The iPad experiment is going to be an enlightening one. Not only is this device a new breed of portals to the Internet ecosystem, but it is in the hands of a company that is anticipating the creativity of the humans who interact with their tools. In the Time article on today’s launch and the futility – yet irresistible fun – in making predictions when it comes to Apple products, the author writes:
Nobody — not even Jobs, by his own admission — is sure what consumers will use the iPad for, but I’m guessing it will be the first true home computer. Conventional PCs live in studies; laptops make brief, furtive forays into the living room. The iPad will become the first whole-house computer, shared among an entire family, passed from hand to hand, roaming freely from living room to kitchen to bedroom to — look, it’s going to happen — bathroom, at ease everywhere, tethered to nothing. It’s not a revolution, but it’s a real change, the kind of change you notice.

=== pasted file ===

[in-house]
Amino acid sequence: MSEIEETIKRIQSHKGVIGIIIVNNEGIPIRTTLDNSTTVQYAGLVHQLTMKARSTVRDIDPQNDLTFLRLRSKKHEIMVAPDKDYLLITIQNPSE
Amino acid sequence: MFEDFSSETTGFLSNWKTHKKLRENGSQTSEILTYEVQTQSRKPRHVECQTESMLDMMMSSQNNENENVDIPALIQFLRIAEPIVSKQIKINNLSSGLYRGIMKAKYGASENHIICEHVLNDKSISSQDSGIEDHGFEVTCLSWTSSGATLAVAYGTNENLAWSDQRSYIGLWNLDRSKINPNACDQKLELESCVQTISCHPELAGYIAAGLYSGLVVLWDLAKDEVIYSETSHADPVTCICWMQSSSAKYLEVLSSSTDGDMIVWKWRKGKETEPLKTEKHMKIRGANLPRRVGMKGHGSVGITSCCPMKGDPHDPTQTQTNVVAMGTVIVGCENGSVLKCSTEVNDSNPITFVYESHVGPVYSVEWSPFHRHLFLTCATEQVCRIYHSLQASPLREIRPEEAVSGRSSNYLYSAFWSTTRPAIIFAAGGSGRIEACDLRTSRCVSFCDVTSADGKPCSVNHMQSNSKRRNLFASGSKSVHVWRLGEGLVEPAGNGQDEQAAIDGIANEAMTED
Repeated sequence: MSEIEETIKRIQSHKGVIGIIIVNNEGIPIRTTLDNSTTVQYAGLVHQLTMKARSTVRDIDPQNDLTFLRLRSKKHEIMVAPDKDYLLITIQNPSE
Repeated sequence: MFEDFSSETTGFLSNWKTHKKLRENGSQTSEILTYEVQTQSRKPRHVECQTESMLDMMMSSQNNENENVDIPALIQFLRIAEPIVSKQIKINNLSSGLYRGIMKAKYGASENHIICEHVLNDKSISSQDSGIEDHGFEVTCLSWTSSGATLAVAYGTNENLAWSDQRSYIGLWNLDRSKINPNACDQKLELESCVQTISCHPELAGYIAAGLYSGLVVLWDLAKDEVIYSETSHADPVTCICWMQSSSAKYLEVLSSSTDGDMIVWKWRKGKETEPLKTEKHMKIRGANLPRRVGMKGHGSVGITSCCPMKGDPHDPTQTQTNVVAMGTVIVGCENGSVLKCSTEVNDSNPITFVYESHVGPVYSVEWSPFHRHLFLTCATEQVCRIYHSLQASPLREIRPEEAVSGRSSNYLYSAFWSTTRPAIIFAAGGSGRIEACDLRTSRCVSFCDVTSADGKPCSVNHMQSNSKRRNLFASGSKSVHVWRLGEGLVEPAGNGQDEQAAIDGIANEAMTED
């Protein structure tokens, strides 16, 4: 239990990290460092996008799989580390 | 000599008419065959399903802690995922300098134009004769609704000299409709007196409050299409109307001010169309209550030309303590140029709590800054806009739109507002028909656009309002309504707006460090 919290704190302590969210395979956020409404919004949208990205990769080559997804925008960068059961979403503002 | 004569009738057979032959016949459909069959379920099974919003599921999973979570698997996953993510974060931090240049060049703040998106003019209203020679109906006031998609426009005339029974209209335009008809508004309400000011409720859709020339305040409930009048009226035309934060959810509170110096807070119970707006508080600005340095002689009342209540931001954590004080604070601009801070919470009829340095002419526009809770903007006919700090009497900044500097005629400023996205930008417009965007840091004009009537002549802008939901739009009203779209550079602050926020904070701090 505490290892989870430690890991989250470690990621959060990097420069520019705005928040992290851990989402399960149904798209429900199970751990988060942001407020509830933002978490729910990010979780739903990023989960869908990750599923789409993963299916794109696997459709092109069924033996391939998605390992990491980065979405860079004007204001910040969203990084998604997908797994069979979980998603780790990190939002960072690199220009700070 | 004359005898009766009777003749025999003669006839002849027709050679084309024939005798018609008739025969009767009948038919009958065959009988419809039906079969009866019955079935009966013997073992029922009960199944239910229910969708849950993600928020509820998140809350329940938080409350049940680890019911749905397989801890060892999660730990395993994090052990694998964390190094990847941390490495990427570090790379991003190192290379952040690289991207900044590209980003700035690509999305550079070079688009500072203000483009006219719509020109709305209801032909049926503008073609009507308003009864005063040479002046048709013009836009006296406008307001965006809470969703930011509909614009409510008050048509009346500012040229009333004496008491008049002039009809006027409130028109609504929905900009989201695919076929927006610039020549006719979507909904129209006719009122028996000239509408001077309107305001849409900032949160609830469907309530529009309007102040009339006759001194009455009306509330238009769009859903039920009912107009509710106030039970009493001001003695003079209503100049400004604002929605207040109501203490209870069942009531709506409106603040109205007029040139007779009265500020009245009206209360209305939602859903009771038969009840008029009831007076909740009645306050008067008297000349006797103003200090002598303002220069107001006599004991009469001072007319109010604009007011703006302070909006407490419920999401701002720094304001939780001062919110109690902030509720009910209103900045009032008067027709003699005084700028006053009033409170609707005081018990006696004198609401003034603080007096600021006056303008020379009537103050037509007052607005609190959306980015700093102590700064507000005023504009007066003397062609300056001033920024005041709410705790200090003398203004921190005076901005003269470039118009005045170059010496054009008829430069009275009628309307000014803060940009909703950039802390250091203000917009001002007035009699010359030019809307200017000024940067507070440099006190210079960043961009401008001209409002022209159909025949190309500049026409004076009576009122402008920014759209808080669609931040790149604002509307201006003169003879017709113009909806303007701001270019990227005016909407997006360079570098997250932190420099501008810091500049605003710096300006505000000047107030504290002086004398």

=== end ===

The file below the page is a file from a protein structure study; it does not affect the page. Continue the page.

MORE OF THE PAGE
But technology doesn’t change society, people change society… Apple tapped into that user-driven model of innovation with the iPhone and App Store, in which companies and individuals can write their own app software and make it available to the public at the price they determine. The impressive results, which apparently surprised even Apple, have been well documented and analysts project the success will continue to accelerate.
But to say the iPad is revolutionary isn’t quite right. There’s nothing like it out there, so there’s no regime to change. One of the things that makes Apple unique is that it never holds focus groups. It doesn’t ask people what they want; it tells them what they’re going to want next. Where Microsoft likes to enter established markets and take them over by brute force, Apple works by creating new niches and dominating them from the get-go.